Sherrill added she wanted to see "movement" on infrastructure and a comprehensive health care plan, but added: "Certainly I feel that at the end of the day I've made a commitment to my district to support new leadership and not to support Leader Pelosi but I won't be doing that."
Other freshmen Democrats -- like Jason Crow of Colorado -- also declined to say how they'd vote on the floor despite announcing their opposition in the caucus, where Pelosi was nominated by House Democrats as their choice for speaker on a 203-32 vote, with three abstaining and one absent member.
"Well, I put out a statement yesterday and I stand by that statement -- and there's been no change since yesterday's statement," Crow said Thursday. The statement said he "stood by my pledge" and "did not support" Pelosi in the caucus.
There may be good reason for their squishiness. Slotkin circulated a letter, signed by incoming freshmen, asking for new members to be given plum committee assignments -- something usually reserved for more senior members. Pelosi has the power to dole those assignments out.
"It just was meant to send a really clear signal from a large group of freshmen what are the things that are important to us," Slotkin said about the letter. "It was something that was requested by the leader, and so it's just a way for us to talk about what is important to us as a class."
Already, some Democrats who previously said they would vote against Pelosi have flip-flopped after being given assurances and favors from Pelosi -- like Brian Higgins, a Democrat from New York. He predicted that more Democratic critics of Pelosi would join him and flip.
"Life is about leverage," Higgins said.
But some freshmen who campaigned against Pelosi say they don't want to flip on the commitment they made to voters to oppose her as speaker -- including Max Rose and Anthony Brindisi of New York, Joe Cunningham of South Carolina, Jared Golden of Maine and Ben McAdams of Utah -- all of whom told CNN they would vote against Pelosi on the floor.
"I made a promise to the people of my district a long time ago that I wouldn't support her for speaker and I fulfilled that promise today," Cunningham said Wednesday after the caucus vote, promising to vote against her on the floor. "So my position has never changed, and I never wavered."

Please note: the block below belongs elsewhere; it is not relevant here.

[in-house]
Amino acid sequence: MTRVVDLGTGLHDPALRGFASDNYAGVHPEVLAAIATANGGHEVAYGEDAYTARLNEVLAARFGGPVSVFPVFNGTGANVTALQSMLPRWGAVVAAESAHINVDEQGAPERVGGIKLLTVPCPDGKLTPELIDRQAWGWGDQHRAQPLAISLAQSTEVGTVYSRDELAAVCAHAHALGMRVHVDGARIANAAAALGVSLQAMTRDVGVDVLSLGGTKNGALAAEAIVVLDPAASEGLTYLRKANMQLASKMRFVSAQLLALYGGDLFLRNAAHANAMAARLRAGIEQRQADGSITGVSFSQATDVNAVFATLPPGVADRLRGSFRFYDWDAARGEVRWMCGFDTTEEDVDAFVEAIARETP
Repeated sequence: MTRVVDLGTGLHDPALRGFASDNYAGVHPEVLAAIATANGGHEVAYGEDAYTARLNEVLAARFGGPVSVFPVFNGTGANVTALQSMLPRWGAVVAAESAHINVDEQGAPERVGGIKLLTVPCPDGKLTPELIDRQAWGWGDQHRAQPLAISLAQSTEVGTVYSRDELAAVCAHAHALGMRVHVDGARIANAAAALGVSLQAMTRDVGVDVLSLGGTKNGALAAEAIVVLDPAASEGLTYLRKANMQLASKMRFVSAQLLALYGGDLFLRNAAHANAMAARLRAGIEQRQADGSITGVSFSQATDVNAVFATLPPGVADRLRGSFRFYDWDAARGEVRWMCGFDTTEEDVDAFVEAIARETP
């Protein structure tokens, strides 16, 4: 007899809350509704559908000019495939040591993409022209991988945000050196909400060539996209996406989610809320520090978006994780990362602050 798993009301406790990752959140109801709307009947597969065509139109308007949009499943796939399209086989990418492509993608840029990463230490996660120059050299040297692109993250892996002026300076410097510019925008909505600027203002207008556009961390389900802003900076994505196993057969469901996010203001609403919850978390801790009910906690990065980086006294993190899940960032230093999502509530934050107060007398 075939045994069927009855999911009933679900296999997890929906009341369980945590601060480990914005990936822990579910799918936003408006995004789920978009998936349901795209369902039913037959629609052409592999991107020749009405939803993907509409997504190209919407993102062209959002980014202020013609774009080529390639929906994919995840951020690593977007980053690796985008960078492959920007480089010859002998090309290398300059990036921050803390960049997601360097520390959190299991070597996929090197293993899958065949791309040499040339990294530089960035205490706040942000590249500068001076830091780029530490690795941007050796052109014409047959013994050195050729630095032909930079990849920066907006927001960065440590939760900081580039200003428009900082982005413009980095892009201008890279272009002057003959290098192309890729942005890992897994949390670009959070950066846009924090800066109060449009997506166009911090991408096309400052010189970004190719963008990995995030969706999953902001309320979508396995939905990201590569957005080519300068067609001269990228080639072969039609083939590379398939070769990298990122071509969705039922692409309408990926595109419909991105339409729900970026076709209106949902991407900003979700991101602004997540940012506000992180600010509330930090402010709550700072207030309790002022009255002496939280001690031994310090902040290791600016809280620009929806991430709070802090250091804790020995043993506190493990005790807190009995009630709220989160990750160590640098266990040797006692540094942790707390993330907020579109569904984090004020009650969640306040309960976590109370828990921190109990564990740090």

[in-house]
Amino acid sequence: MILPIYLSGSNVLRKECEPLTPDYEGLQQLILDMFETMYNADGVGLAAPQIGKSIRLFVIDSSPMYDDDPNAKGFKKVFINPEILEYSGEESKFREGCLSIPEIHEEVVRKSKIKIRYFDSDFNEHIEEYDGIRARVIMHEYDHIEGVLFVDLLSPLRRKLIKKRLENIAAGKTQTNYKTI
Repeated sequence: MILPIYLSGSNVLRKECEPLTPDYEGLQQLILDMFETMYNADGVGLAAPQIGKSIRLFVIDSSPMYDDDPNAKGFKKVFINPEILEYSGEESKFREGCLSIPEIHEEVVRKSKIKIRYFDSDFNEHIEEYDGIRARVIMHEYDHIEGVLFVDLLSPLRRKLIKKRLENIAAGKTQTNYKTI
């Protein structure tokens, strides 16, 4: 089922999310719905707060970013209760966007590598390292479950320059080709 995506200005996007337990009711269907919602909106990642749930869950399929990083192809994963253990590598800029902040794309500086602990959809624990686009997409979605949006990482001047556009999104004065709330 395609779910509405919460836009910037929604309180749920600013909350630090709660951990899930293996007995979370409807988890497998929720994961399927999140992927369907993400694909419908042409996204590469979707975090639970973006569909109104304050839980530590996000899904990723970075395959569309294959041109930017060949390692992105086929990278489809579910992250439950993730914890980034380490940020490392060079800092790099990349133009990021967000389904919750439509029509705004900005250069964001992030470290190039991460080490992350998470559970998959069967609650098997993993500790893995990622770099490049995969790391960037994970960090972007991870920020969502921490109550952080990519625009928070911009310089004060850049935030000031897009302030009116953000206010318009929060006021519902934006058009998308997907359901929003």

Rose said Friday he made two promises to the voters in his Staten Island district.
"One, I would be a firm 'no' on Nancy Pelosi," Rose said. "And No. 2, I'd take my wife on a honeymoon. You're out of your damn mind if you think I'm not going to honor those promises."
Rep.-elect Abigail Spanberger of Virginia promised after the election to oppose Pelosi in the caucus and on the floor. Asked this week if she still planned to oppose Pelosi, Spanberger said: "I've been very clear on my position."
Some of the Pelosi critics have been eager to hear her plans for succession, something that Rep. Ed Perlmutter, a Colorado Democrat helping lead the charge against her, have begun to discuss privately with the Democratic leader, sources say. In a recent conversation, Perlmutter came away believing that she would step away from the speakership at the end of the next Congress -- though she wouldn't say so explicitly during that exchange, according to a source briefed on the conversation.
Asked Friday if there was a way to resolve the request for a timeline for her departure and her resistance to making herself a lame duck, Pelosi demurred.
"Between saying when I'm going to retire or not? I don't think so," Pelosi told reporters.
Pelosi bluntly added: "I don't think, by the way, that they should be putting timelines on a woman speaker."
As she's moved to lock down the votes, Pelosi has been eager to promote her new freshmen, standing alongside them at a news conference Friday about a new ethics bill they plan to move on immediately in the new Congress, while also allowing an incoming freshman Democrat, Katie Hill, to deliver the party's weekly address.
Gathered alongside new Democrats at a photo opportunity Friday, Pelosi said with a smile: "Let the transition begin."
This story has been updated.